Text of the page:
In the Netherlands legislation has encouraged green investing, and although there is nothing yet on that scale in the US or the UK, you don’t need to go to Holland to find green investments.With over 30 dedicated green portfolios to choose from, there is little excuse for keeping your savings in conventional investment vehicles.
They include both mutual funds and exchange-traded funds and individual stocks. Most focus on companies involved in environment-related industries, says the Wall Street Journal,—such as alternative energy or water treatment and distribution—though a few take it a step further by including a broader mix of companies with low carbon footprints, regardless of the sector in which they operate. Beyond these dedicated green portfolios, there are funds that screen holdings for certain environmental factors as part of a broader commitment to socially responsible investing.
In Holland, green investment tax breaks triggered such an explosion of interest that Rabobank, the first Dutch bank to launch a green investment find, was unable to meet the demand, since too few projects met thegovernment’s approval standards. The government therefore widened the scope of the measure to include general nature protection projects and sustainable construction programs, and banks now have two years to meet the requirement that at least 70% of their green funds should be invested in environmentally friendly projects.
Some financial planners and green-investing professionals in the US say the near future bodes well for companies involved in green industries because of what many see as an eco-friendly White House, economic-stimulus money earmarked for alternative-energy technology, and proposed legislation in Congress that seeks to cut greenhouse-gas emissions and establish standards for energy efficiency.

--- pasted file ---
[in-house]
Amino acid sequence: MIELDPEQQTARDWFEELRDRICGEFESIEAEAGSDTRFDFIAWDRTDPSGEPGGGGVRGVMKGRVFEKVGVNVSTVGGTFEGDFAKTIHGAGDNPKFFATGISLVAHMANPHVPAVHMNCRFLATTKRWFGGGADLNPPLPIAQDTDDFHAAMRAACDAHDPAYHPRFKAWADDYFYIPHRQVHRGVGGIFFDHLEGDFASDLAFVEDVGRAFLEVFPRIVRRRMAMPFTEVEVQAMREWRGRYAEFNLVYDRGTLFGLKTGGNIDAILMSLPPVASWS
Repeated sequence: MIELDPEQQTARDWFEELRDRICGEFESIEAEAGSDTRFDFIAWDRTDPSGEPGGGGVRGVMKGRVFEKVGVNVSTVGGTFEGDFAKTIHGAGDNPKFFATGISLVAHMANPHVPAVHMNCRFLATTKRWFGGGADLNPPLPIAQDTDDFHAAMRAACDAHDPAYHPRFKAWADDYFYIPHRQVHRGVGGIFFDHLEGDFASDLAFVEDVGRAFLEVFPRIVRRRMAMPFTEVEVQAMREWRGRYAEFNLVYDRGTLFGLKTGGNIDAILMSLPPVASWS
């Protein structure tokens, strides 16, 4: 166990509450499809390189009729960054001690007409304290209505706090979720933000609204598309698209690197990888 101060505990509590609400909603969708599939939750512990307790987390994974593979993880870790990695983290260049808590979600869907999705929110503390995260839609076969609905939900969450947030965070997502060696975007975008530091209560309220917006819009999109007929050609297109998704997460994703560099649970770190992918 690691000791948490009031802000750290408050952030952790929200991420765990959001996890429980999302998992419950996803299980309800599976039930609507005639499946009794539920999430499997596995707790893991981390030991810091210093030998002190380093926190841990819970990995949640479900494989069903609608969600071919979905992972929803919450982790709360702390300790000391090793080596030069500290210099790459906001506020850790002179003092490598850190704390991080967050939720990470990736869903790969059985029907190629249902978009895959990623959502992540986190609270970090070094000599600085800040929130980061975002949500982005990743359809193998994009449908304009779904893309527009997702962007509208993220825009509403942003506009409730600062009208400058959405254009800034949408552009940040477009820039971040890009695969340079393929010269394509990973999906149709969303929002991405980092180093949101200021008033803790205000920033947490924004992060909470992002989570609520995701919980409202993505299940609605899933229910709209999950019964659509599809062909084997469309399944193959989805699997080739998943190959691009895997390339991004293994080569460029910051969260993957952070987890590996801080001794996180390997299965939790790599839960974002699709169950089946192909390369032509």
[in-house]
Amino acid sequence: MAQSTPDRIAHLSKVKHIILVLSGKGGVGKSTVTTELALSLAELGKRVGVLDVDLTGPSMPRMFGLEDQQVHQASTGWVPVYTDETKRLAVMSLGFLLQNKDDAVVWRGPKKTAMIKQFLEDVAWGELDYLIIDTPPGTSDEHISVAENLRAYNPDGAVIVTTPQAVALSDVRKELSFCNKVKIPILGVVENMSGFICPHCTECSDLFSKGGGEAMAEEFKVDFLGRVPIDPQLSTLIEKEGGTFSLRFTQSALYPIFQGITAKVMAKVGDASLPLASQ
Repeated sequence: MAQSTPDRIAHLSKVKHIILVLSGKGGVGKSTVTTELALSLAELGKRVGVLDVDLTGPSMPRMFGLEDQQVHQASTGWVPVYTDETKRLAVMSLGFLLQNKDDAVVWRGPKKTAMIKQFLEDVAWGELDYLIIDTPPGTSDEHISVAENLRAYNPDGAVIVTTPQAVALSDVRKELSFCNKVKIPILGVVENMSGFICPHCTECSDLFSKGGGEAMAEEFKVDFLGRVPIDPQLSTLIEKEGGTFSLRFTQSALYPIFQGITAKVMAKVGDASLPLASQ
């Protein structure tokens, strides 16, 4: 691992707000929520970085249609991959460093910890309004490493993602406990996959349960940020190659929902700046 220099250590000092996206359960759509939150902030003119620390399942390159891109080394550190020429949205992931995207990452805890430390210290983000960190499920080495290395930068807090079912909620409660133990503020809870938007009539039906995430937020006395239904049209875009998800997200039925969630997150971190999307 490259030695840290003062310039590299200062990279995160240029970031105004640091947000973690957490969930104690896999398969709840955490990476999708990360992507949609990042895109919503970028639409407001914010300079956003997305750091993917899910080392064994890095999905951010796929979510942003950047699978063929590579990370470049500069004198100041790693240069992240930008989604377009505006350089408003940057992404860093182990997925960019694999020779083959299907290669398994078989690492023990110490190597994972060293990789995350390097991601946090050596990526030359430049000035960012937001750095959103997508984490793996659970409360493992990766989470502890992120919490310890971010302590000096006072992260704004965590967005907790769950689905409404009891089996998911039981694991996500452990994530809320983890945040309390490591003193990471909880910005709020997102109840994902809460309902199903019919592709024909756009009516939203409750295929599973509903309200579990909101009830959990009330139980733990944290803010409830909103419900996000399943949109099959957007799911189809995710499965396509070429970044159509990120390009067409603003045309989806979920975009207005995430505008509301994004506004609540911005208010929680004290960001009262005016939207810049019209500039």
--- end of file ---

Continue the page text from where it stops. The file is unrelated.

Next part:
Solyndra Inc., a Silicon Valley start-up that makes rooftop solar arrays for commercial buildings, burst onto the market last October with a staggering $600 million in venture funding and $1.2 billion in product orders. If that wasn’t enough, it has since raised nearly $200 million more and secured a $535-million loan guarantee from the U.S. Department of Energy to build a factory in Fremont, Calif.
California’s requirement that utilities obtain a growing percentage of their electricity from renewable sources has created new markets for Mohr Davidow Ventures’ start-ups. One company, Energy Innovations Inc. of Pasadena, is developing photovoltaic power equipment for commercial use. Another, Nanosolar Inc. of San Jose, has raised half a billion dollars and sells low-cost, thin-film photovoltaic panels for solar farms.
Recently, Tesla Motors scored a crucial $465-million, low-interest loan from the federal government to build the Model S, a battery-powered sports sedan, while BrightSource Energy has applied for a loan guarantee to help finance its first solar power plant.The “policy and regulatory environment is going to be a boon for green investing, as companies across industries scramble to realign their carbon intensity and how they perform energy-efficiency-wise,” says Bennett Freeman, the senior vice president for sustainability research and policy at Calvert Asset Management Co., a longtime participant in socially responsible investing and the manager of the Calvert Global Alternative Energy fund.